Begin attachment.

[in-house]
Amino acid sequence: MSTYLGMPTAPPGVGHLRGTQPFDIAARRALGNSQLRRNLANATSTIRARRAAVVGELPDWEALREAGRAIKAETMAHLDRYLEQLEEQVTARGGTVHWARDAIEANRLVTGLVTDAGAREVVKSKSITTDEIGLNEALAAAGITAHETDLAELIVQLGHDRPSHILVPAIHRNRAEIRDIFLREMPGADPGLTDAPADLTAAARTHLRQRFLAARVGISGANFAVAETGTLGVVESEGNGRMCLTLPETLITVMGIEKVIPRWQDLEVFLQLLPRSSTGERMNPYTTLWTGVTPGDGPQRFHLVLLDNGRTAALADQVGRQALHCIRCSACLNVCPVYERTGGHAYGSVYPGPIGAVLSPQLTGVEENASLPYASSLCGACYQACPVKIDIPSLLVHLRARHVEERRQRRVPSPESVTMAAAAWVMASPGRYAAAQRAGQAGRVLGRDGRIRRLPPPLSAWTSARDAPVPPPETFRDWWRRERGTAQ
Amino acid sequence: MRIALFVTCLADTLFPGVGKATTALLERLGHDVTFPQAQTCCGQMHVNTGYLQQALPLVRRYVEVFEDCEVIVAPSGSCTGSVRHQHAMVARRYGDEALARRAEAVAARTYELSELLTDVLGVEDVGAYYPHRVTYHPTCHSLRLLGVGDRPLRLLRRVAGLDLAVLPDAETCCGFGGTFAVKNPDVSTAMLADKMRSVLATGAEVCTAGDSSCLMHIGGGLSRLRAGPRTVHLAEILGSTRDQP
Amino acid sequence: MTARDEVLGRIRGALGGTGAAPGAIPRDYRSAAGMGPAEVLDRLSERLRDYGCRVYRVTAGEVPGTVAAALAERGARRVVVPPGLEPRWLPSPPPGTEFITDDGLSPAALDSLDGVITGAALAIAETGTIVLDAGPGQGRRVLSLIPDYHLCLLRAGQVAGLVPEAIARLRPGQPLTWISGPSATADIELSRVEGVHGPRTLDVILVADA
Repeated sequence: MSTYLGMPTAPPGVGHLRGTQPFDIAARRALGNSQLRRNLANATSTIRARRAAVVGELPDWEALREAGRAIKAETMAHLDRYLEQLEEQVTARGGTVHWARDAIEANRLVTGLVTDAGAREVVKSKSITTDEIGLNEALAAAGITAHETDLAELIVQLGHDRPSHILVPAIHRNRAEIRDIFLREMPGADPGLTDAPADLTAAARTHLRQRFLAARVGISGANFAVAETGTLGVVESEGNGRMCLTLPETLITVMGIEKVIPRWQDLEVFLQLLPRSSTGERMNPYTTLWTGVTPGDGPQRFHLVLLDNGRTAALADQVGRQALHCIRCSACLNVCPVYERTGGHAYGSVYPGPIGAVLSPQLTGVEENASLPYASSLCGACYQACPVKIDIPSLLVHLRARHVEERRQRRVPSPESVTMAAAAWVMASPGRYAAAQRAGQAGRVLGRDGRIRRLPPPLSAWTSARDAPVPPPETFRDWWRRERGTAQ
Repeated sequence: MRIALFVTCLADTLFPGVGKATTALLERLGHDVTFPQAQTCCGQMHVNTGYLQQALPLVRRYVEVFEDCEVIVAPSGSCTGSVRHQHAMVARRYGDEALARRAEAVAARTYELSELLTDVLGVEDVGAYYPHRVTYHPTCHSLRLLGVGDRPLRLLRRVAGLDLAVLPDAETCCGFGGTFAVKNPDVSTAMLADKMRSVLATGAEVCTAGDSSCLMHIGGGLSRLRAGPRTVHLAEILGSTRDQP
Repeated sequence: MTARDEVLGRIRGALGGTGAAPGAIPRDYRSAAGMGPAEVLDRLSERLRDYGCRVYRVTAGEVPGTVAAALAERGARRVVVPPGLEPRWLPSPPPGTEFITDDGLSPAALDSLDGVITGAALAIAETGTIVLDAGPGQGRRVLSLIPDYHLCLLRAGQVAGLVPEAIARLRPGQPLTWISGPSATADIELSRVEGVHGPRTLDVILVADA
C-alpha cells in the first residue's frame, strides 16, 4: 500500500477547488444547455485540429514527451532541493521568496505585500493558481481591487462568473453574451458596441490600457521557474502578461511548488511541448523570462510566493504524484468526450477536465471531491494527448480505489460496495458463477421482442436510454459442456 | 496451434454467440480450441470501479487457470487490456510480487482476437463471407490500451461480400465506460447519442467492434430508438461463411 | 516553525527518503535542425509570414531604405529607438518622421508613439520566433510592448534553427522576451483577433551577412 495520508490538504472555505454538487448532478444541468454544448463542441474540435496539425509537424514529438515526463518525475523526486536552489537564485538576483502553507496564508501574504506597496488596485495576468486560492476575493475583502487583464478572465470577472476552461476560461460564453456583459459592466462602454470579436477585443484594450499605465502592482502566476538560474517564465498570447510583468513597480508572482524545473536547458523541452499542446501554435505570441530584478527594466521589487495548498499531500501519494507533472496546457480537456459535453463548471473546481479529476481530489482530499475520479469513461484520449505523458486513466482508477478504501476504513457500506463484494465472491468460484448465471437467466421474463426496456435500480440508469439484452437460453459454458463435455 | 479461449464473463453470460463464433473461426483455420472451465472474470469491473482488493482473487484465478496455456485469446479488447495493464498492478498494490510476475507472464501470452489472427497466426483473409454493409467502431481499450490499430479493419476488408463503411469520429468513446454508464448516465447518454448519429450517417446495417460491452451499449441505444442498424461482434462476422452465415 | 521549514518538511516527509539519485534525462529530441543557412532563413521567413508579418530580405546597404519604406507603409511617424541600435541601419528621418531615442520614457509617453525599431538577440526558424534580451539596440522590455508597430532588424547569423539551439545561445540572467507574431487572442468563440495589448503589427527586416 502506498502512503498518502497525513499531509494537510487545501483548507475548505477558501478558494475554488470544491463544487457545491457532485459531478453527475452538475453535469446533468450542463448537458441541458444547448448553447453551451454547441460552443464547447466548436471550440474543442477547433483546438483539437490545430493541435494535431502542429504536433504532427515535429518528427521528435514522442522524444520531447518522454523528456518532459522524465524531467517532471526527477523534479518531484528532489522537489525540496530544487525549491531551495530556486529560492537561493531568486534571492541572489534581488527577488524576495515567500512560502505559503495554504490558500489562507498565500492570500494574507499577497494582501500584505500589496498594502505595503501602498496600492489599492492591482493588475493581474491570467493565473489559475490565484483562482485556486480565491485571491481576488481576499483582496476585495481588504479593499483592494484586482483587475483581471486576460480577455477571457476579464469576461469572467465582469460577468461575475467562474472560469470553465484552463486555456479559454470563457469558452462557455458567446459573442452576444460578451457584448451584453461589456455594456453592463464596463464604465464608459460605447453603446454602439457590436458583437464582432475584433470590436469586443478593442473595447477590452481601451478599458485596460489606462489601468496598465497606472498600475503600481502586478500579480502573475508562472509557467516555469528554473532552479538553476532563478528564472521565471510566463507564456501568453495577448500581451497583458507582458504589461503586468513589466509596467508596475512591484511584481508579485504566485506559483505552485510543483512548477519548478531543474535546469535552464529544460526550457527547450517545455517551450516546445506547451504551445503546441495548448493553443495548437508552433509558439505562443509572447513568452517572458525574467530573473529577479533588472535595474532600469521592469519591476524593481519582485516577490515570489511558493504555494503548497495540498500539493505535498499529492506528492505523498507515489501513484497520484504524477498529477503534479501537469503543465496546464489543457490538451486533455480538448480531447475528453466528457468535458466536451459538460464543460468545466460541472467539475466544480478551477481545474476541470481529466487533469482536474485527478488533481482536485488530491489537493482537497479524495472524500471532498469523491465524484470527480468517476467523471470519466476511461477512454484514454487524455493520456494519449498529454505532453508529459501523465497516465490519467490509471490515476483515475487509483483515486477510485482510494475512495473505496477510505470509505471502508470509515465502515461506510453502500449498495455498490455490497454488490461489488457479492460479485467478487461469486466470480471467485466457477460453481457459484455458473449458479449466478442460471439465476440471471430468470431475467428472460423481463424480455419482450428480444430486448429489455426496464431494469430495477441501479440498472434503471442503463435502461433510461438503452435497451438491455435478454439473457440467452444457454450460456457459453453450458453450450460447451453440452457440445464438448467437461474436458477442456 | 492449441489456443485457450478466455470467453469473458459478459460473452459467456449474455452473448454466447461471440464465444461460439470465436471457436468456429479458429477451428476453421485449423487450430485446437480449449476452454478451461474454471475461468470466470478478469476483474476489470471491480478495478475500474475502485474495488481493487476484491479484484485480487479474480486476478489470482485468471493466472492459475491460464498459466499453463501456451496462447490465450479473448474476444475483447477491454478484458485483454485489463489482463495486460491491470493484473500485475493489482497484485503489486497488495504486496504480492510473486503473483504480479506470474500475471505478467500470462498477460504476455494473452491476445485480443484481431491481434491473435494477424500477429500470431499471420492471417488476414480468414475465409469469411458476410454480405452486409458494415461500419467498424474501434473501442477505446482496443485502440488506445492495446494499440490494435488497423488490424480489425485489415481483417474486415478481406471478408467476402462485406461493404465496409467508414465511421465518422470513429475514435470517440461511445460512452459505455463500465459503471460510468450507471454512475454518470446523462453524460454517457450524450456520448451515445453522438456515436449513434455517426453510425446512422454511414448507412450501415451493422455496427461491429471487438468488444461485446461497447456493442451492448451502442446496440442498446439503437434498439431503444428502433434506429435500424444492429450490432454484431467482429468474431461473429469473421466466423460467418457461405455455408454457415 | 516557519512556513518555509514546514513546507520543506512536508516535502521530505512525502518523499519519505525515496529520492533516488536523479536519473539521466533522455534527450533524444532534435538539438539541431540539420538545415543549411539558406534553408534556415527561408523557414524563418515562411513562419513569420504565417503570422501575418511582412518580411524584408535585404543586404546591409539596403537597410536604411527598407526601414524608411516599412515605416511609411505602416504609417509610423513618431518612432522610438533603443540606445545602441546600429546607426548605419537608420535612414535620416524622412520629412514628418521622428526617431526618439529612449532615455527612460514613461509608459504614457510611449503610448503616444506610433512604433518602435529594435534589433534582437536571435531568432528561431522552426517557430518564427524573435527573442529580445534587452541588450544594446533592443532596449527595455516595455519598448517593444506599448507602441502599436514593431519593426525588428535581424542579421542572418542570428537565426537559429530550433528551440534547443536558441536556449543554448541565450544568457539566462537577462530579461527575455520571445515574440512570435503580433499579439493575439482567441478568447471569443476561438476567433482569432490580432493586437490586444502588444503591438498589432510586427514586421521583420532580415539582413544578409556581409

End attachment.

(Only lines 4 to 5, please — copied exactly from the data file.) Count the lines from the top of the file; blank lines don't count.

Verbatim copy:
Amino acid sequence: MTARDEVLGRIRGALGGTGAAPGAIPRDYRSAAGMGPAEVLDRLSERLRDYGCRVYRVTAGEVPGTVAAALAERGARRVVVPPGLEPRWLPSPPPGTEFITDDGLSPAALDSLDGVITGAALAIAETGTIVLDAGPGQGRRVLSLIPDYHLCLLRAGQVAGLVPEAIARLRPGQPLTWISGPSATADIELSRVEGVHGPRTLDVILVADA
Repeated sequence: MSTYLGMPTAPPGVGHLRGTQPFDIAARRALGNSQLRRNLANATSTIRARRAAVVGELPDWEALREAGRAIKAETMAHLDRYLEQLEEQVTARGGTVHWARDAIEANRLVTGLVTDAGAREVVKSKSITTDEIGLNEALAAAGITAHETDLAELIVQLGHDRPSHILVPAIHRNRAEIRDIFLREMPGADPGLTDAPADLTAAARTHLRQRFLAARVGISGANFAVAETGTLGVVESEGNGRMCLTLPETLITVMGIEKVIPRWQDLEVFLQLLPRSSTGERMNPYTTLWTGVTPGDGPQRFHLVLLDNGRTAALADQVGRQALHCIRCSACLNVCPVYERTGGHAYGSVYPGPIGAVLSPQLTGVEENASLPYASSLCGACYQACPVKIDIPSLLVHLRARHVEERRQRRVPSPESVTMAAAAWVMASPGRYAAAQRAGQAGRVLGRDGRIRRLPPPLSAWTSARDAPVPPPETFRDWWRRERGTAQ